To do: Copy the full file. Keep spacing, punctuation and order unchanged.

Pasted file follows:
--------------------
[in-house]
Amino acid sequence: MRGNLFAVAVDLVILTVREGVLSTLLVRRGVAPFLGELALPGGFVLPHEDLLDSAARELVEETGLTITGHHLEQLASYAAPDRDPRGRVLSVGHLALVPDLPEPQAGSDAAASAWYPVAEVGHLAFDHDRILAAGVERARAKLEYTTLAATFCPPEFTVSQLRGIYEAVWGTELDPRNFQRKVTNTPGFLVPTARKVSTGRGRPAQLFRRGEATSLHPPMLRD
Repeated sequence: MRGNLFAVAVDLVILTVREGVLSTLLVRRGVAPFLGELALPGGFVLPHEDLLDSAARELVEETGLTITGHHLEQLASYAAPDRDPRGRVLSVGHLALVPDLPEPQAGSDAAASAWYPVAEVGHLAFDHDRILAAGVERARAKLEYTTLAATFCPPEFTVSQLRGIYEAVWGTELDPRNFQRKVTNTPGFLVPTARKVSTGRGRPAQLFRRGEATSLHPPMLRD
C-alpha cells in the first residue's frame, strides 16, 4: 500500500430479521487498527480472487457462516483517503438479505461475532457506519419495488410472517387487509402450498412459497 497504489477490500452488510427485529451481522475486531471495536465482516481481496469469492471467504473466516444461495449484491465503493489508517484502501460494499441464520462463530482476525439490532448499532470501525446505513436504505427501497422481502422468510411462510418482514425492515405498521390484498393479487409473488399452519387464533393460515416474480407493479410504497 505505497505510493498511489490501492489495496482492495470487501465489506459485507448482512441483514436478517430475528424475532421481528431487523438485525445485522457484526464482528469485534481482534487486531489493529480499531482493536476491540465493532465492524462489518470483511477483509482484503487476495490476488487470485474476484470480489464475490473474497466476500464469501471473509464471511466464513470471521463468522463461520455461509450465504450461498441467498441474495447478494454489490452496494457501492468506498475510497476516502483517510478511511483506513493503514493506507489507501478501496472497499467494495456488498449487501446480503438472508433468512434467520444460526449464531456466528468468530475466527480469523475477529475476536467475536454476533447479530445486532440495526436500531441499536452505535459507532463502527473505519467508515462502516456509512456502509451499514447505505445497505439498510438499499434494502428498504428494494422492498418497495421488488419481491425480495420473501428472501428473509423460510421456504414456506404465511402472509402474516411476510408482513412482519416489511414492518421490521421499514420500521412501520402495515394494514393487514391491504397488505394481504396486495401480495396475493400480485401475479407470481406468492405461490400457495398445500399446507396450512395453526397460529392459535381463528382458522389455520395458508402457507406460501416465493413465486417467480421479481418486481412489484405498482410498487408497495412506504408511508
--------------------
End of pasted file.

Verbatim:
[in-house]
Amino acid sequence: MRGNLFAVAVDLVILTVREGVLSTLLVRRGVAPFLGELALPGGFVLPHEDLLDSAARELVEETGLTITGHHLEQLASYAAPDRDPRGRVLSVGHLALVPDLPEPQAGSDAAASAWYPVAEVGHLAFDHDRILAAGVERARAKLEYTTLAATFCPPEFTVSQLRGIYEAVWGTELDPRNFQRKVTNTPGFLVPTARKVSTGRGRPAQLFRRGEATSLHPPMLRD
Repeated sequence: MRGNLFAVAVDLVILTVREGVLSTLLVRRGVAPFLGELALPGGFVLPHEDLLDSAARELVEETGLTITGHHLEQLASYAAPDRDPRGRVLSVGHLALVPDLPEPQAGSDAAASAWYPVAEVGHLAFDHDRILAAGVERARAKLEYTTLAATFCPPEFTVSQLRGIYEAVWGTELDPRNFQRKVTNTPGFLVPTARKVSTGRGRPAQLFRRGEATSLHPPMLRD
C-alpha cells in the first residue's frame, strides 16, 4: 500500500430479521487498527480472487457462516483517503438479505461475532457506519419495488410472517387487509402450498412459497 497504489477490500452488510427485529451481522475486531471495536465482516481481496469469492471467504473466516444461495449484491465503493489508517484502501460494499441464520462463530482476525439490532448499532470501525446505513436504505427501497422481502422468510411462510418482514425492515405498521390484498393479487409473488399452519387464533393460515416474480407493479410504497 505505497505510493498511489490501492489495496482492495470487501465489506459485507448482512441483514436478517430475528424475532421481528431487523438485525445485522457484526464482528469485534481482534487486531489493529480499531482493536476491540465493532465492524462489518470483511477483509482484503487476495490476488487470485474476484470480489464475490473474497466476500464469501471473509464471511466464513470471521463468522463461520455461509450465504450461498441467498441474495447478494454489490452496494457501492468506498475510497476516502483517510478511511483506513493503514493506507489507501478501496472497499467494495456488498449487501446480503438472508433468512434467520444460526449464531456466528468468530475466527480469523475477529475476536467475536454476533447479530445486532440495526436500531441499536452505535459507532463502527473505519467508515462502516456509512456502509451499514447505505445497505439498510438499499434494502428498504428494494422492498418497495421488488419481491425480495420473501428472501428473509423460510421456504414456506404465511402472509402474516411476510408482513412482519416489511414492518421490521421499514420500521412501520402495515394494514393487514391491504397488505394481504396486495401480495396475493400480485401475479407470481406468492405461490400457495398445500399446507396450512395453526397460529392459535381463528382458522389455520395458508402457507406460501416465493413465486417467480421479481418486481412489484405498482410498487408497495412506504408511508